The Odd Women – George Gissing (1893)

Another provocative read from Victorian writer George Gissing, this one focused on the role of women in society and the push-and-pull of the early feminist movement. The title comes from a phrase that one of the female characters says in the middle of the book:

 “My work and thought are for the women who do not marry – the “odd women” I call them. They alone interest me.” (Speaking is Rhoda Nunn who runs a typewriting/ business school for middle class women who don’t want to/can’t get married and will need to work.

As is the trend in Victorian novels, there is a dichotomy set up in the structure of the book: the group (mostly women) who believe that women should have more choices for their lives than just getting married, and then characters (such as Mr. Widdowson – a real pain) who believe that women should do what’s expected of them (i.e. what men expect them to do), and this age-old battle is a constant thread throughout the plot.

Here is an example of Widdowson’s (misogynistic) PoV:

“Women’s sphere is in the home, Monica [name of wife]. Unfortunately, girls are often obliged to go out and earn their living, but this is unnatural, a necessity which advanced civilization will altogether abolish.”

Basically, the plot concerns three groups of people: two women who are business partners in the women-focused business school (neither married), a family of sisters, and a few men who stray into the orbits of these folks. A lot of the action revolves around the machinations and stratagies for the women to get married (or not married) to the right people (or not). It gets quite complicated in places, rather like a Venn diagram in terms of worlds colliding and overlapping with each other, but it’s realistic in that in the confining world of Victorian times, your friends and family did interact with each other a lot, primarily because that was who you met back then (due to convention, transport limitations, individual freedom etc.)

As mentioned, the story revolves around relationships and cultural expectations for gender: who should get married to whom, when… Monica, the youngest of the group of sisters in the novel, ends up choosing to marry an older widow (Mr. Widdowson of the quotation above) who ends up being a jealous and controlling husband for her. (Not a real shocker there, as he more or less stalked her during his “courtship” of her and eventually browbeat her into submission and marriage. Not a good start to a lifelong relationship, I’m afraid.)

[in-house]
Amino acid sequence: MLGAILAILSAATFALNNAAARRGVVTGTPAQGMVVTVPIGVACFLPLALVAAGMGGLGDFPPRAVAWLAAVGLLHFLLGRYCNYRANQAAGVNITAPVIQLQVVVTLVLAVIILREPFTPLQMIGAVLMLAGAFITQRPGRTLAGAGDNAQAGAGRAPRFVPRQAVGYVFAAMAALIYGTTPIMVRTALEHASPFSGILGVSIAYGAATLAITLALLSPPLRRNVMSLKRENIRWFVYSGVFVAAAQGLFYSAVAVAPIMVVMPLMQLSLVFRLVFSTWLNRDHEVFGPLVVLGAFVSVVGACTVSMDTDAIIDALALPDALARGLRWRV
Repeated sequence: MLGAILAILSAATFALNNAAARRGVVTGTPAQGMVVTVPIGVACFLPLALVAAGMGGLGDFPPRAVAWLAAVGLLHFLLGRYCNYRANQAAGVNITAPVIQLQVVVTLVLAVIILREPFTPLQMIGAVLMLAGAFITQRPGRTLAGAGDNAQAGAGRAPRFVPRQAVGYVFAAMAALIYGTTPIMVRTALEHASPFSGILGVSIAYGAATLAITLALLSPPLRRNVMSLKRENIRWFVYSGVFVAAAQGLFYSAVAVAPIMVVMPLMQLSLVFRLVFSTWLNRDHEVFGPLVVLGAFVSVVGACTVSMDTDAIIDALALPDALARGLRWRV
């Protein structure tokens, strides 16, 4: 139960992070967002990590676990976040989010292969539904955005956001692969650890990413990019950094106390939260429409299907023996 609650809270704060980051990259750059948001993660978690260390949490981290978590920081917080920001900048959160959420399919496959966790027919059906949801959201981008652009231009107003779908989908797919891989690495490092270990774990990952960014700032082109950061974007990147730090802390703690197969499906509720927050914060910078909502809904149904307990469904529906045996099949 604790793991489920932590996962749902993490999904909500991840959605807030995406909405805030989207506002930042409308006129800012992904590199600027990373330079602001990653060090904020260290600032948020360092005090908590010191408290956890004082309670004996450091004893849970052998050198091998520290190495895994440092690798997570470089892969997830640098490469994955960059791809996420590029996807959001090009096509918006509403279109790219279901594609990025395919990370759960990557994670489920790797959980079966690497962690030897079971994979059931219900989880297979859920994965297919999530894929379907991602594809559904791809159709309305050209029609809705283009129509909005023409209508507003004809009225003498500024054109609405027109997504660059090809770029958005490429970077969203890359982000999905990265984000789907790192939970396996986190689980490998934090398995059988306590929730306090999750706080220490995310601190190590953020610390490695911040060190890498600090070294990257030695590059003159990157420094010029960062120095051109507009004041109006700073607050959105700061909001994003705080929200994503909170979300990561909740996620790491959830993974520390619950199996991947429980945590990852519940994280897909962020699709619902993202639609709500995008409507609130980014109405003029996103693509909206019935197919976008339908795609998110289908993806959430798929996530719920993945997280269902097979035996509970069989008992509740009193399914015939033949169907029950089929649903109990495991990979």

There’s a rakish cousin involved “with a past”, and there’s scandals of the Victorian type, such as babies out of wedlock, “women of the street”, and substance abuse. Again, this novel is close to being a sensation novel, but just stays on the serious side of things most of the time. It’s well written, certainly, and representative of its time. After all the complex action that occurs throughout the novel, the ending was a bit of a disappointment, but those Victorians could be a bit heavy-handed with their moralism every now and then.

Gissing was a promising student in the late 1800’s, and won a prestigious scholarship to a forerunner of University of Manchester. However, he focused on more than just his studies (as people do), and ended up falling in love with an unsuitable orphan prostitute called Nell. He gave her money to keep her off the streets, and when his funds ran out, Gissing stole from his fellow students which didn’t go over well. Gissing was expelled, and sentenced to a month’s hard labor in Belle Vue Gaol in Manchester  in 1876.

He left for a year to move to the States, but was not successful so decamped back to England after a year or so. (This experience was influential in his novel, New Grub Street. See review here.  )

Nell was still around, and they married a few years later. There’s a discussion about how true Gissing’s literary tales of his poverty are, but even if he himself didn’t actually live them, they seem to be accurate so perhaps it was through observation of others.

Eventually, Nell died of alcohol-related disease, and Gissing went on to marry another “unsuitable” working class woman who ended up in an asylum. (Not sure what role Gissing played in her being ill. He sounds like he was a lazy work-avoiding layabout to me.) And when the second wife was indisposed, there was a third woman who came into Gissing’s life and took care of the kids. (Gissing, it seems, was too busy being “scholastic” to help much with his family life.)

One interesting overlap is Gissing was friends with J. M. Barrie (he of Peter Pan fame – see review here), among others, and as Barrie himself had somewhat of a weird life, perhaps it enabled Gissing to see his lack of involvement as normal.

Despite my misgivings about Gissing as a responsible human being, he was a prolific writer and ended up publishing twenty-plus novels and short stories over his time.

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